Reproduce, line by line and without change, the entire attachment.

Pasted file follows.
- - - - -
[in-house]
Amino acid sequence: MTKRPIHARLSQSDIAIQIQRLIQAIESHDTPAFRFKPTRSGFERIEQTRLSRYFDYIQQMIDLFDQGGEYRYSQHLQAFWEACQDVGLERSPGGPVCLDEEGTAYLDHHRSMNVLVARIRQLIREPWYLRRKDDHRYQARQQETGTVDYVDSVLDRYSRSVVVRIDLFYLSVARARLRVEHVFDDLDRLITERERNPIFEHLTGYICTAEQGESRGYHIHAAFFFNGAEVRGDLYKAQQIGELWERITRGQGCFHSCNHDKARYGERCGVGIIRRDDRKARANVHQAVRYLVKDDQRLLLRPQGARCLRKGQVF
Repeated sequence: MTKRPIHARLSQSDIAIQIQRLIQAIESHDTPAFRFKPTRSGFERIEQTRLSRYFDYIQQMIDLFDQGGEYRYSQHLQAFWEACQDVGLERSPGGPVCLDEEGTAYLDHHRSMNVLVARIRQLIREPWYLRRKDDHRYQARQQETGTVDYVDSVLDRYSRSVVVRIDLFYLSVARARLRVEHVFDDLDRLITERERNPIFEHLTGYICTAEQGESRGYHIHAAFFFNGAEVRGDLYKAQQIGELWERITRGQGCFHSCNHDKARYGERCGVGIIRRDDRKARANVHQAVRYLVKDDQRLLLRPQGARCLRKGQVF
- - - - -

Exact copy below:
[in-house]
Amino acid sequence: MTKRPIHARLSQSDIAIQIQRLIQAIESHDTPAFRFKPTRSGFERIEQTRLSRYFDYIQQMIDLFDQGGEYRYSQHLQAFWEACQDVGLERSPGGPVCLDEEGTAYLDHHRSMNVLVARIRQLIREPWYLRRKDDHRYQARQQETGTVDYVDSVLDRYSRSVVVRIDLFYLSVARARLRVEHVFDDLDRLITERERNPIFEHLTGYICTAEQGESRGYHIHAAFFFNGAEVRGDLYKAQQIGELWERITRGQGCFHSCNHDKARYGERCGVGIIRRDDRKARANVHQAVRYLVKDDQRLLLRPQGARCLRKGQVF
Repeated sequence: MTKRPIHARLSQSDIAIQIQRLIQAIESHDTPAFRFKPTRSGFERIEQTRLSRYFDYIQQMIDLFDQGGEYRYSQHLQAFWEACQDVGLERSPGGPVCLDEEGTAYLDHHRSMNVLVARIRQLIREPWYLRRKDDHRYQARQQETGTVDYVDSVLDRYSRSVVVRIDLFYLSVARARLRVEHVFDDLDRLITERERNPIFEHLTGYICTAEQGESRGYHIHAAFFFNGAEVRGDLYKAQQIGELWERITRGQGCFHSCNHDKARYGERCGVGIIRRDDRKARANVHQAVRYLVKDDQRLLLRPQGARCLRKGQVF